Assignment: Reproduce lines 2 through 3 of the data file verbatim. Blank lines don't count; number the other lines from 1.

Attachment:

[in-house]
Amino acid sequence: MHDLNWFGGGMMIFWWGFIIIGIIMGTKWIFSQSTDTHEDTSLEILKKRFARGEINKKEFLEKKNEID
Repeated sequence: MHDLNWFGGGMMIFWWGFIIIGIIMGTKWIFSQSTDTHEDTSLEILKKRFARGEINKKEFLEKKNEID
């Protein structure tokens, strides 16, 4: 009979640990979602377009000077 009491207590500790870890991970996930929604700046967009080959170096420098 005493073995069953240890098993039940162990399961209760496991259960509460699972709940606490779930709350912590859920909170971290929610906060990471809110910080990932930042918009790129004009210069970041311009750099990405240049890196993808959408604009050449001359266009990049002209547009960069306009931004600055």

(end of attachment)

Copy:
Amino acid sequence: MHDLNWFGGGMMIFWWGFIIIGIIMGTKWIFSQSTDTHEDTSLEILKKRFARGEINKKEFLEKKNEID
Repeated sequence: MHDLNWFGGGMMIFWWGFIIIGIIMGTKWIFSQSTDTHEDTSLEILKKRFARGEINKKEFLEKKNEID